What is the Three Peaks Challenge in Iceland & how to Prepare for it

08. May 2018
Hikers going down a snowy hill from Hrútfjallstindar on a tour with Icelandic Mountain Guides

So what is the Three Peaks Challenge in Iceland? Well, the name says a lot, but perhaps not enough: there are many peaks in Iceland, and choosing three was tricky. We considered that you may want to see different parts of the country, from the coast to the highlands, and not jumping in at the deep end. So what about the peaks themselves? Here they are, in order:

A hiker on the top of the mountain with the river and mountains in the back on a tour with Icelandic Mountain Guides

The Three Peaks Themselves

The first peak is Mt Hengill; at 805 m (2640 ft), this starts us off on an easy introduction to the Three Peaks Challenge in Iceland.

The second peak is Mt Hekla; at 1491 m (4890 ft). See what’s happening here? They’re getting higher.

Please note Hekla is an active volcano that is actively monitored by the Icelandic Civil Protection Authority. The Authority may cordon off the volcano if it is deemed to be unsafe; if this happens, we will select another peak for the replacement.

The third and final peak is Iceland’s highest peak, Hvannadalshnjúkur, standing at 2110 m (6921 ft) Clearly the greatest challenge of the three, and possibly the most rewarding. This is a perfect finale to an epic trip.

Map of Iceland showing the route the tour Three Peaks Challenge takes.

We rate the Three Peaks Challenge in Iceland as "4" in difficulty level, defined as:

Demanding some effort and certain endurance. Good health and some hiking experience is required. 6-8 hours walk per day. Often involves carrying your own gear.

Icelandic Mountain Guides

That Road

And then there’s the road between the peaks: we will take through epic highland roads that will see you through the most spectacular Icelandic highland plateau, you will see a kaleidoscope of colours and features that you never even thought possible.

This extraordinary natural beauty will punctuate the entire trip, and the peaks themselves will provide for some breathtaking views. This leaves aside the idea of perspective; having covered a considerable territory (think half the country) and have a summit view at three different points which are very well spaced.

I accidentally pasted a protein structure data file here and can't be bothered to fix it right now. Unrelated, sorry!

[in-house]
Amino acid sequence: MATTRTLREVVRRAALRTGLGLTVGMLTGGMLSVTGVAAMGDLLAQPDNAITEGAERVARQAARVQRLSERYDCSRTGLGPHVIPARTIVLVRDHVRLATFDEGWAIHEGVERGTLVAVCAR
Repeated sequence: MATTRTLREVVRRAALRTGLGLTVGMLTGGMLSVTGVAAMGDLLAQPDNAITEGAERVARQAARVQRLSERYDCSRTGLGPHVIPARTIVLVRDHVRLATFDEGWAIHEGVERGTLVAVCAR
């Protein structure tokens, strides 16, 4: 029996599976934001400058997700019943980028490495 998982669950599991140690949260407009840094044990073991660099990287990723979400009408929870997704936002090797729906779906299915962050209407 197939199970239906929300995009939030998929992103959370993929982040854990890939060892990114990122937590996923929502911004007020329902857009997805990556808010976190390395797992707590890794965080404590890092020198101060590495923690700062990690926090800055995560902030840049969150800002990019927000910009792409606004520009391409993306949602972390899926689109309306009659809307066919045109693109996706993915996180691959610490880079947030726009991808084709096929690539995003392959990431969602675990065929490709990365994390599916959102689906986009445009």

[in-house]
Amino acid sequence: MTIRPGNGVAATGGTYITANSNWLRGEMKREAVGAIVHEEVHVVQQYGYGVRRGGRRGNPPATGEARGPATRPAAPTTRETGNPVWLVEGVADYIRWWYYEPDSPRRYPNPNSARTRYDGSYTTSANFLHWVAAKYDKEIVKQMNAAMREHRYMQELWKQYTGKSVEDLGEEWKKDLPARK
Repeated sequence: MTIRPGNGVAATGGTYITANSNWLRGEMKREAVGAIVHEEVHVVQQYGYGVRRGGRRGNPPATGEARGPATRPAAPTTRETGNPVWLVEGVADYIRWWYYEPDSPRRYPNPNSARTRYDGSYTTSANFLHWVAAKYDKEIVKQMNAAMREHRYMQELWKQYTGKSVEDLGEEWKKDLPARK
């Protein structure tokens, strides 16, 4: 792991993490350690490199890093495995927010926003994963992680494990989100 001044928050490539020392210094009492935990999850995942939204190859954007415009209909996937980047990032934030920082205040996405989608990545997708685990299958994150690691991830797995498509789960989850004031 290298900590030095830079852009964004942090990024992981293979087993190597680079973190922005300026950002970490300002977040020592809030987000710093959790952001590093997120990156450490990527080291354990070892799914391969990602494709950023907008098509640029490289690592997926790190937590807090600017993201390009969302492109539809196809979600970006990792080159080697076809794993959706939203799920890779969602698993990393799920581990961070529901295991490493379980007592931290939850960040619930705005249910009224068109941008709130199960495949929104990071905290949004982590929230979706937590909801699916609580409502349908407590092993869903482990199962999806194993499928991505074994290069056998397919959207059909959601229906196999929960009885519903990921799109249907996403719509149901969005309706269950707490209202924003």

After summiting Hvannadalshnjúkur, we will begin you back along the iconic Route 1, where you will see a very different landscape along the coast

How to prepare for The Three Peaks Challenge in Iceland

For a trip like this, preparation is key. While none of the peaks in the The Three Peaks Challenge in Iceland can be considered “high” altitude, which is generally considered in alpine mountaineering to be between 12000 to 18000 ft, it is still important to undergo the right physical equally important mental preparation in order to complete the Challenge.

First, a word on gear. The gear you need to get you through a challenge like this is really important. First and foremost, make sure youknow your gear inside out. Try to avoid buying brand new gear just before leaving. Know your gear inside and out; every sinew, every inch. Refer to our gear lexicon at the end of this post for a comprehensive list of all the things that you should consider for a trip like this.

Second, your physical preparation. Practice carrying a pack over long distances and climbs. Stretch, make sure you have a full range of motion in all of your joints, and allow at least 4 weeks of cardiovascular and muscular training prior to any serious mountaineering. Making a pack is also an art form; heaviest things should g close to the spine and lighter items should be easily accessible.

A hiker hiking the summit of Hrútfjallstindar and looking over to Hvannadalshnjúkur on a tour with Icelandic Mountain Guides
Ívar Finnbogason

Really, though, all we are saying is that we like to see active people take on the Three Peaks Challenge in Iceland. Active people like Georg, who came out on the Three peaks Challenge last summer. He had this to say:

Walking on a mountain rim between two big glaciers which run down from 2000 m down to sea-level and end up in a glacier lagoon is just such a unique experience.

Georg Simon

One Group: One Goal